If I had to choose a non-former-client book that was my favorite of 2010, well, I'd have to go with the overdog and cast my vote for Jonathan Franzen's Freedom.

What about you?






Monday, December 13, 2010

Tamales on Christmas Eve

My family has quite a long list of Christmas traditions, from my mom crying every time the choir sings "O Holy Night" at the Christmas Eve service, to my brother being the first one up on Christmas morning, to my dad passing out the presents. But there's one tradition in particular that I started thinking more about recently. And that's tamales on Christmas Eve.

Quick background on tamales. If you haven't had a tamale, well, you are missing out, my friend. Styles vary, but the kind that is popular in my hometown are meat and cheese mixed with a corn dough and wrapped and steamed in a corn husk. Simple and completely delicious. In some places they're wrapped in banana leaves, but I'm partial to the more savory style. They originated in Latin America way way way back when.

Now, it must be said that my family is not Latino and does not have any Latino roots that would result in a tradition like tamales on Christmas Eve. The ancestry we have been able to trace goes back to early America and then back to England.

But what makes these tamales interesting to me isn't just that we American/English types eat them on Christmas Eve. I mean, they're delicious, so why not. But after asking around, I started realizing that we're not the only white family with this exact same tradition.

Colusa

In order to explain why I would find tamales on Christmas Eve significant, I probably should tell you a bit about my hometown. Colusa was founded in the 1850s, and for a long time was a significant port as it was the farthest place north that riverboats could navigate the Sacramento River, meaning all of the produce and grain grown in the region flowed through Colusa to the barges on to destinations elsewhere. From the 1850s onward the population has roughly hovered around 4,000-5,000 people. It remains a major rice growing region, as the hard clay soil common in the area lends itself perfectly to rice.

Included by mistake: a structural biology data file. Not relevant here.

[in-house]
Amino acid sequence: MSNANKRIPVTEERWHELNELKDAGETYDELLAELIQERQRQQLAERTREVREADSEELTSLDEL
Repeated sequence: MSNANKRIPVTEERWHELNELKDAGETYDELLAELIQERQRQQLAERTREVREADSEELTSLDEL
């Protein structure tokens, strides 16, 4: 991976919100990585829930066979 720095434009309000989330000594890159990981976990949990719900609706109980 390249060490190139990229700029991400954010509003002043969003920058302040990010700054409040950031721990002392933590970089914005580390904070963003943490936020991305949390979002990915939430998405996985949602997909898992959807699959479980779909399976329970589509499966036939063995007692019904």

Local lore has it that the town was founded by Southerners, and that the town voted to secede from the Union during the Civil War. Whether or not that is true or apocryphal, it has always been a place where race and labor relations have experienced flashpoints.

There were major labor battles in the area, including the Wheatland Hop Riot, which resulted in four deaths, and happened just thirty miles away in 1913. And during the 20th Century, Colusa gradually saw a broad demographic shift take place, as the makeup of the migrant farmworker population gradually morphed from refugees from the Midwest Dust Bowl to immigrants from Latin America, and especially Mexico. Over the course of the 20th Century, the town went from a mostly white place with some Chinese-American families to now roughly 55%/45% white/Latino.

Growing up

I should say that I had the incredible fortune of coming from a very open-minded and decidedly non-racist household. My parents both grew up in Colusa, but did not share what are, unfortunately, relatively common negative attitudes toward immigrants.

As I spent time with friends and other families growing up, epithets, stereotypes, and hostility toward Mexican-Americans were commonplace. These stereotypes were exacerbated by economic differences. It's a town where the farmers were almost uniformly white, and the farmworkers almost uniformly from Mexico.

Those attitudes really permeated the atmosphere at school and in the town. When I was in 3rd Grade, at recess one day we kids divided ourselves into a Mexicans vs. Americans soccer match--it wasn't necessarily a hostile division, and at that age I think probably more of a quick way at arriving at roughly even sides rather than something we took overly seriously, but still a sign that even at that age we recognized the divisions. (Fortunately the principal quickly put an end to it and explained that wasn't a divide we should fixate on.)

And during my freshman year of high school, the town was roiled by Prop 187, a controversial voter initiative that would have denied all public services to illegal immigrants, including school and health care. The atmosphere was really charged in my hometown, and the Latino students in my high school staged a walkout in conjunction with a broader town protest. I didn't support the proposition by any means, but race relations being as they were, it honestly didn't really occur to me at the time that I could have attended the protest.

The initiative ended up passing in my county with 77% of the vote, compared to 59% in the state as a whole, though it was eventually ruled unconstitutional.